Addition and Subtraction Year 1 Lesson Packs and FreeBees:

Year 1 Maths Lesson Pack

Let's Subtract Objects

Year 1 Maths Lesson Pack

Year 1 Maths Lesson Pack

Let's learn number bonds

Year 1 Maths Lesson Pack

Let's solve missing number problems

Year 1 Maths Lesson Pack

Let's use number facts

Year 1 Maths Lesson Pack

Number Bond Rainbows

Free KS1 Maths Activities

Number Bonds Worksheets

Free KS1 Maths Activities

What are the National Curriculum objectives for Year 1 Addition and Subtraction?

The National Curriculum 'Number - addition and subtraction' strand states that pupils in Year 1 should be taught to:

(–) and equals (=) signs
• represent and use number bonds and related subtraction facts within 20
• add and subtract one-digit and two-digit numbers to 20, including zero
• solve one-step problems that involve addition and subtraction, using concrete objects
and pictorial representations, and missing number problems such as 7 = ☐ – 9.

Understanding number sentences and mathematical statements

Children in Year 1 begin to solve number sentences that are shared verbally before moving on to reading and interpreting written number sentences. Start by giving children practical word problems to help them develop an understanding of number sentences and mathematical symbols. For example:

There are two blue blocks and three red blocks on the table. How many blocks are there altogether? What does two plus three equal?

By providing the children with the objects as well as using a variety of mathematical language children can develop their maths skills, increase their knowledge of mathematical vocabulary and go at a pace that they feel comfortable with.

Vocabulary associated with addition and subtraction includes: add, addition, more, plus, make, sum total, altogether, subtract, subtraction, minus, leave, less, take away, and the difference between.

Read, write and interpret mathematical statements involving addition (+) subtraction (-) and equals (=) signs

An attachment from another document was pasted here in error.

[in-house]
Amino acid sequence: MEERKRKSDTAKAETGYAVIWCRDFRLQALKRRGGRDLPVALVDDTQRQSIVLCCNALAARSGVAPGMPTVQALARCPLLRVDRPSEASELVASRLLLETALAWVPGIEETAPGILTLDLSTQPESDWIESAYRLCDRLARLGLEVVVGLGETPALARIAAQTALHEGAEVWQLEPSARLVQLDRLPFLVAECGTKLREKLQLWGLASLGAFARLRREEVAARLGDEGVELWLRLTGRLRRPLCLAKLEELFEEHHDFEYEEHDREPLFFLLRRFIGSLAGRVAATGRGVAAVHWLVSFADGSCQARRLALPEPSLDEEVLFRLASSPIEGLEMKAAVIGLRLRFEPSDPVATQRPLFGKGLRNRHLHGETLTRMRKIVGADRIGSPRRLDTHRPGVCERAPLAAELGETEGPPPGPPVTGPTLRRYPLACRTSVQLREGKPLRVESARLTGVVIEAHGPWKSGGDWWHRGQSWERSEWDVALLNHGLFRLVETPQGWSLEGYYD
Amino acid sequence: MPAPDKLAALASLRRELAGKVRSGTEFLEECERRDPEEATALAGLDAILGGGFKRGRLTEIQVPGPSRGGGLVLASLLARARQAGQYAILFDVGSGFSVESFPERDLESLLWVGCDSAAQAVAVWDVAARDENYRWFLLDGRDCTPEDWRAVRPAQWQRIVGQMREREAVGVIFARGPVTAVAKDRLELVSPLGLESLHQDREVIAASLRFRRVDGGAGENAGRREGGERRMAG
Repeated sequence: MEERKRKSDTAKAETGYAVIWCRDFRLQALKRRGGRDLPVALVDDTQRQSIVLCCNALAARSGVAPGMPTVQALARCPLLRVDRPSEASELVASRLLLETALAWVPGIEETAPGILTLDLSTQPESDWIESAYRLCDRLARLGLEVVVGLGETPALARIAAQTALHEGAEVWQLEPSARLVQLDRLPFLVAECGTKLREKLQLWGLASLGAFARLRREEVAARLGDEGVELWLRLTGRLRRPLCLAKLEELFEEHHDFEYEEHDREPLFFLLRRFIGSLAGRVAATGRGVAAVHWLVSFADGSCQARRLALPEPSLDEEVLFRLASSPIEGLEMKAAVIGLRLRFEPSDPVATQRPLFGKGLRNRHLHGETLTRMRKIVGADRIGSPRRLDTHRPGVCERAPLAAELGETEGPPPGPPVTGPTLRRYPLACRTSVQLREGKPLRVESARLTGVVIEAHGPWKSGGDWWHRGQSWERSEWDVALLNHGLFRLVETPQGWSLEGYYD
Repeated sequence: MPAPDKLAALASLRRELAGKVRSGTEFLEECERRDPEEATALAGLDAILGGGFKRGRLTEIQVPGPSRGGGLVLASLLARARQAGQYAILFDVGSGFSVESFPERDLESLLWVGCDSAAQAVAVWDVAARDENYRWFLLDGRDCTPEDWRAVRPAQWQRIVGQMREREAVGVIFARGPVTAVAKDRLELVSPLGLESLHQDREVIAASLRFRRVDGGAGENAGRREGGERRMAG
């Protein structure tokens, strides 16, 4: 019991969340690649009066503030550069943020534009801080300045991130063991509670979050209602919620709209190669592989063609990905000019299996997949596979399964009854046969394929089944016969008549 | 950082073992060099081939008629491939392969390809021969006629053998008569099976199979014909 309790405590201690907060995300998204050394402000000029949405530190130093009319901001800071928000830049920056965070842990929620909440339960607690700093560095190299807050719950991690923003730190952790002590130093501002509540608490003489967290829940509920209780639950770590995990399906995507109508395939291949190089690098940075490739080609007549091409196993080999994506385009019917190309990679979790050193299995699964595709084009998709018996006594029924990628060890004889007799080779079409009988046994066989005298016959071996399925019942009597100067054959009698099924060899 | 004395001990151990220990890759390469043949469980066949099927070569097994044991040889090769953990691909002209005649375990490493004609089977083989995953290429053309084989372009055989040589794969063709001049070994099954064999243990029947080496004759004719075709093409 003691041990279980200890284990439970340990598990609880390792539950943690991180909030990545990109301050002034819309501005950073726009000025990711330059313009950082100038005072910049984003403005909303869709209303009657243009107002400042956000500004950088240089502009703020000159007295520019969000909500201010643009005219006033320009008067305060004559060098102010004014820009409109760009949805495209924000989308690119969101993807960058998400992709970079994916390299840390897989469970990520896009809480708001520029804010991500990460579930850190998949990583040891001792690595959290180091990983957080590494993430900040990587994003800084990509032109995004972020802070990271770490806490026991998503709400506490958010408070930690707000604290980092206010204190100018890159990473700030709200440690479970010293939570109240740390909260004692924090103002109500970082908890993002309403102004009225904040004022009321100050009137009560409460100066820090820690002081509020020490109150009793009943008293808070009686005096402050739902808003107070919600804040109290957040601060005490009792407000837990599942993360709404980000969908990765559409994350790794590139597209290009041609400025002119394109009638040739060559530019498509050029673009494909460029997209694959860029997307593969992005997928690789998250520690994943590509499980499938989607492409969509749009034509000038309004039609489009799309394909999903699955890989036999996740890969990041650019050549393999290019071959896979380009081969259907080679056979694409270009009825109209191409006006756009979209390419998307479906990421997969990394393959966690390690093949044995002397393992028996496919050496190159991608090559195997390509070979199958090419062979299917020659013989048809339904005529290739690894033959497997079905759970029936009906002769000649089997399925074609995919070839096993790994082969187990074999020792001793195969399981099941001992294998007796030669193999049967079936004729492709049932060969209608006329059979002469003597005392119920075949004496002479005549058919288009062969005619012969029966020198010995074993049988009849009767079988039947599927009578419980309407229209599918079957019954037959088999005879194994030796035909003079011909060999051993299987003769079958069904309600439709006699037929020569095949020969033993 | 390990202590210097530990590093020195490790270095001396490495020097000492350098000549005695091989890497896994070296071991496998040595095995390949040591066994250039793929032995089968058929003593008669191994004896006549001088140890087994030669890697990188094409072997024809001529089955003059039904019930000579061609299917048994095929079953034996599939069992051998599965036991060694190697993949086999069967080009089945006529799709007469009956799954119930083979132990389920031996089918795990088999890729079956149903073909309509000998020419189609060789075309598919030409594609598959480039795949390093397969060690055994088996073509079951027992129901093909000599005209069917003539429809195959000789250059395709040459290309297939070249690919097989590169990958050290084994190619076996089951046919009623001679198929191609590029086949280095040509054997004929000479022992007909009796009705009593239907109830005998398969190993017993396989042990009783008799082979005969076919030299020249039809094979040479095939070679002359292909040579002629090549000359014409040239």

As children become familiar with the language associated with addition and subtraction they should start to read and write number sentences. Initially give children number sentences to read and solve, then as they become familiar with the symbols and structure of number sentences, challenge children to write and solve number sentences.

Using concrete objects for addition and subtraction

A great place to start to help your Year 1 children understand addition and subtraction is to use concrete objects. This can be anything from things you have around the classroom, such as counters or cubes, to real-life objects such as apples, hairbands, pencils or stickers.

Use questions such as these while children are working with concrete objects:

• How many are there altogether?
• How many more do I need to add to make ten?
• If I take away seven objects, how many will be left?
• If you put together 4 pencils and 8 pencils, how many are there?
• What is three less than six?
• What is five more than two?

As children become more confident using concrete objects they can start to use objects to symbolically represent number sentences. This includes using cubes, unifix, numicon and dienes.

Using pictorial representations for addition and subtraction

Once children are familiar with using concrete objects for addition and subtraction problems, they can move on to pictorial representations. These can be supported by concrete objects to help children relate the two.

For example, show children a plate with two biscuits and another plate with three biscuits with the number sentence written. Children can use the pictures that visually represent the number sentence to solve it. Once children are confident using this method, they can progress onto writing number sentences to correspond with pictorial representations as well as drawing pictures themselves to represent written number sentences.

As children become more confident with pictorial representations they can start to use marks and symbols to pictorially represent number sentences. This includes using ten frames.

Using abstract representations for addition and subtraction

When children are able to confidently solve addition and subtraction problems using pictorial representations they should start to solve number sentences using mental methods. This requires children to use the skills of reading number sentences and working out the answer without using objects or pictures. They need to decode the information in the number sentence, figure out what the question is asking them to do and then solve it using their knowledge of numbers.